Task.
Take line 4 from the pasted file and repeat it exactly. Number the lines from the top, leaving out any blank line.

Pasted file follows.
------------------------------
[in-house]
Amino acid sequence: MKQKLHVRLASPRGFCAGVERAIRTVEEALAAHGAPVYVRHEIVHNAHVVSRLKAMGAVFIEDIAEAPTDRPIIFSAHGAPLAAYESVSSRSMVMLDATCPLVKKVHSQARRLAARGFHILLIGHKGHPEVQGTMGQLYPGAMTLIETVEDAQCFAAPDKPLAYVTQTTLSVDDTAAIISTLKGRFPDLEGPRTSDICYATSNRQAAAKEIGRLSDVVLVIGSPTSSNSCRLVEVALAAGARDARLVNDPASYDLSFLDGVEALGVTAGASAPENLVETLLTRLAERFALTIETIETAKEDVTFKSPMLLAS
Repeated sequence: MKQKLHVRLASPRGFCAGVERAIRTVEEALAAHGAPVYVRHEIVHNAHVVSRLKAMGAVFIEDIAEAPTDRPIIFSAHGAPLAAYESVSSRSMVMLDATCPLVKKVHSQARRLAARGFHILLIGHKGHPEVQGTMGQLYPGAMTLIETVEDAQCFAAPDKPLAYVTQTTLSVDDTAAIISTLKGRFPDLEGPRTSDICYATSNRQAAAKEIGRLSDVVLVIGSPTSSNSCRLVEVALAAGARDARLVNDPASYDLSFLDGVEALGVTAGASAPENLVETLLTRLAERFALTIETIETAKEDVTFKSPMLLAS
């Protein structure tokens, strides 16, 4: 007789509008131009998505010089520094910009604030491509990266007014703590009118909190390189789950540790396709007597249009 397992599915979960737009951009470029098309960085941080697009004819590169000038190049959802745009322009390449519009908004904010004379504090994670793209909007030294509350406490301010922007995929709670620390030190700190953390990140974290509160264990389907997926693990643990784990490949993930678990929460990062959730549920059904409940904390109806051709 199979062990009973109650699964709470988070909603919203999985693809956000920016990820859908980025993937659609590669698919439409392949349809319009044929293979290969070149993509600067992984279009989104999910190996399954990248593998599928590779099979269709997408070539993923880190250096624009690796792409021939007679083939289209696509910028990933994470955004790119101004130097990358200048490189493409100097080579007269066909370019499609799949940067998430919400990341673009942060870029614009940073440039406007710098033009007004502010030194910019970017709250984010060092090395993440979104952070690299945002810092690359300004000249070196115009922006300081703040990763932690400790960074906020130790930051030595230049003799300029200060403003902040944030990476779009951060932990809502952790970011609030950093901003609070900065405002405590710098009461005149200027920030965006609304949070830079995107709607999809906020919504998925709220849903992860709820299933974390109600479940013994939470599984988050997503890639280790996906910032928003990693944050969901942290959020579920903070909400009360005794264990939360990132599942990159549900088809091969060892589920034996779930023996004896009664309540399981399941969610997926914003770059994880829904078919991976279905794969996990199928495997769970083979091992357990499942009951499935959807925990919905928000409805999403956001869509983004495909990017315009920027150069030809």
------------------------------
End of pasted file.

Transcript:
């Protein structure tokens, strides 16, 4: 007789509008131009998505010089520094910009604030491509990266007014703590009118909190390189789950540790396709007597249009 397992599915979960737009951009470029098309960085941080697009004819590169000038190049959802745009322009390449519009908004904010004379504090994670793209909007030294509350406490301010922007995929709670620390030190700190953390990140974290509160264990389907997926693990643990784990490949993930678990929460990062959730549920059904409940904390109806051709 199979062990009973109650699964709470988070909603919203999985693809956000920016990820859908980025993937659609590669698919439409392949349809319009044929293979290969070149993509600067992984279009989104999910190996399954990248593998599928590779099979269709997408070539993923880190250096624009690796792409021939007679083939289209696509910028990933994470955004790119101004130097990358200048490189493409100097080579007269066909370019499609799949940067998430919400990341673009942060870029614009940073440039406007710098033009007004502010030194910019970017709250984010060092090395993440979104952070690299945002810092690359300004000249070196115009922006300081703040990763932690400790960074906020130790930051030595230049003799300029200060403003902040944030990476779009951060932990809502952790970011609030950093901003609070900065405002405590710098009461005149200027920030965006609304949070830079995107709607999809906020919504998925709220849903992860709820299933974390109600479940013994939470599984988050997503890639280790996906910032928003990693944050969901942290959020579920903070909400009360005794264990939360990132599942990159549900088809091969060892589920034996779930023996004896009664309540399981399941969610997926914003770059994880829904078919991976279905794969996990199928495997769970083979091992357990499942009951499935959807925990919905928000409805999403956001869509983004495909990017315009920027150069030809």